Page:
Tenants and advocates say the funding would repair 40,000 apartments and help cover outstanding rent arrears accumulated during the COVID-19 pandemic.

NYCHA rally

Community Voices Heard

NYCHA tenants and advocates rallying at the State Capitol Tuesday calling for additional NYCHA funding from the state.

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New York City Housing Authority tenants joined public housing advocates on a day trip to Albany this week, demanding billions of dollars in state funding to repair tens of thousands of apartments and prevent evictions for unpaid rent.

They joined residents from housing authorities across the state at the Capitol building Tuesday to press for $4.5 billion for repairs over the next five years. The funds, advocates say, must be used to fix and maintain developments plagued by conditions like mold, leaks and asbestos.

Tenants are seeking another $500 million this year to help clear rent arrears. On the Million Dollar Staircase, a chorus of more than 20 voices chanted, “If we don’t get it, shut it down!”

With $3.55 billion of the capital repairs pot, advocates say NYCHA could rehabilitate 15,000 public housing units in New York City. Another $930 million could repair 25,000 apartments elsewhere around the state.* 

Jamell Henderson, the regional board chair of Citizen Action of New York, emphasized that public housing residents are hardworking New Yorkers.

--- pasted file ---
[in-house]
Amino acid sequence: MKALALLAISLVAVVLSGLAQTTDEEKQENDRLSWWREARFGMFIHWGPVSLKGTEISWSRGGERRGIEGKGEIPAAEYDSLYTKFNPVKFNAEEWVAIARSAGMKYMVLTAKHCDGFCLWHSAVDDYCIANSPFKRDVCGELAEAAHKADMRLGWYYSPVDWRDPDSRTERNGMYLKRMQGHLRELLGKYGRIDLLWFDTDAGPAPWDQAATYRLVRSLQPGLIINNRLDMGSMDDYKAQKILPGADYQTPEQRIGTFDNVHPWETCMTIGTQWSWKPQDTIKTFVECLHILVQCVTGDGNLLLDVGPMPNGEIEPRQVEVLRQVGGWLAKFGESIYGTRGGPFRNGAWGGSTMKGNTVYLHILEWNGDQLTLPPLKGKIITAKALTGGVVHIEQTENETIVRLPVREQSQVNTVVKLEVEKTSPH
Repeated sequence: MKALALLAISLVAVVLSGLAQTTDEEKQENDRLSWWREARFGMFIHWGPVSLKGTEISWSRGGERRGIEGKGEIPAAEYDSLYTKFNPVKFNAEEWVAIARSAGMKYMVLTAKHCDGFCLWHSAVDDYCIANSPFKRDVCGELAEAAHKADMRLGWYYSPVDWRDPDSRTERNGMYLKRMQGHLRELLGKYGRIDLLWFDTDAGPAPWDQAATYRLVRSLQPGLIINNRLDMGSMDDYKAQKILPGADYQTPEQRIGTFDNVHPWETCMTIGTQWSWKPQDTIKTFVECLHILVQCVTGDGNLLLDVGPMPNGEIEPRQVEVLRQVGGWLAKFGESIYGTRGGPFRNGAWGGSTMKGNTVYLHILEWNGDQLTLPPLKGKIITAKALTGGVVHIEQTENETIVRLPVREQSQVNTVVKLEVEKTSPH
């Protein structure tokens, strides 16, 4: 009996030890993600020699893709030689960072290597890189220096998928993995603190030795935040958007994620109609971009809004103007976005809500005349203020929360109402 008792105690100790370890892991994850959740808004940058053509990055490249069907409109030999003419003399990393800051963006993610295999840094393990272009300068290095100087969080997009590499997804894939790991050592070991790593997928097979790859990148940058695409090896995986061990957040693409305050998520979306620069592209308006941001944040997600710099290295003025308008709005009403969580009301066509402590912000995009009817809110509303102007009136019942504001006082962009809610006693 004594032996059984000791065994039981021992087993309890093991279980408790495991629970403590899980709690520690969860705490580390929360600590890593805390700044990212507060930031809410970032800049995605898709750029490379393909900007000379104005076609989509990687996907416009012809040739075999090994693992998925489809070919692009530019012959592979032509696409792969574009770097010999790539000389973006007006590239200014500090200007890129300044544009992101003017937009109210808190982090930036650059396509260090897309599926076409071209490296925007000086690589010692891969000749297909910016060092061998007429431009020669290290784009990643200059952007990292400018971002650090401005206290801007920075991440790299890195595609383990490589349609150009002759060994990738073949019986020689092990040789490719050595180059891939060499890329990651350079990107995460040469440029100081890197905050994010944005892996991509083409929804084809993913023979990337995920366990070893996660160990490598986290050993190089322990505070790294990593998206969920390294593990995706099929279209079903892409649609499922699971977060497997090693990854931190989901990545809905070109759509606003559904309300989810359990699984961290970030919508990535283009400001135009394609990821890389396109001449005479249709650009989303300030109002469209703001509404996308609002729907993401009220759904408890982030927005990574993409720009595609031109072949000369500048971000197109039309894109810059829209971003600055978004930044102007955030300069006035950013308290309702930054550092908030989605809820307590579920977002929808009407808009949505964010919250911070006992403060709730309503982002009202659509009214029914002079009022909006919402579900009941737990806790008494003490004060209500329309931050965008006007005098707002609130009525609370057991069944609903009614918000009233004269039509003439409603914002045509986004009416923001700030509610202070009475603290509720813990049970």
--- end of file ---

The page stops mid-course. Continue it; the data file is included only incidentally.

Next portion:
“We are parents, union workers, educators, carpenters, laborers, entrepreneurs, CUNY and SUNY students… professors and staff members, sanitation workers,” Henderson said. “We are the ones that keep driving this state forward.”

One NYCHA tenant, Maria Arnold, told City Limits Wednesday that she has been to Albany twice before to advocate for herself and her neighbors. 

There are development-wide repairs she would like to see performed more consistently at her campus Bronx River, in the Soundview neighborhood. 

“[Maintenance workers] will close tickets that haven’t been completed,” she said. “There are senior residents who are getting stuck on elevators… I hear that bell go off.”

Adi Talwar

An out-of-order elevator at NYCHA’s Mitchel Houses.

Arnold lives adjacent to Bronx River Addition Houses, where her neighbors will begin voting next week on whether to adopt an alternative funding model for repairs.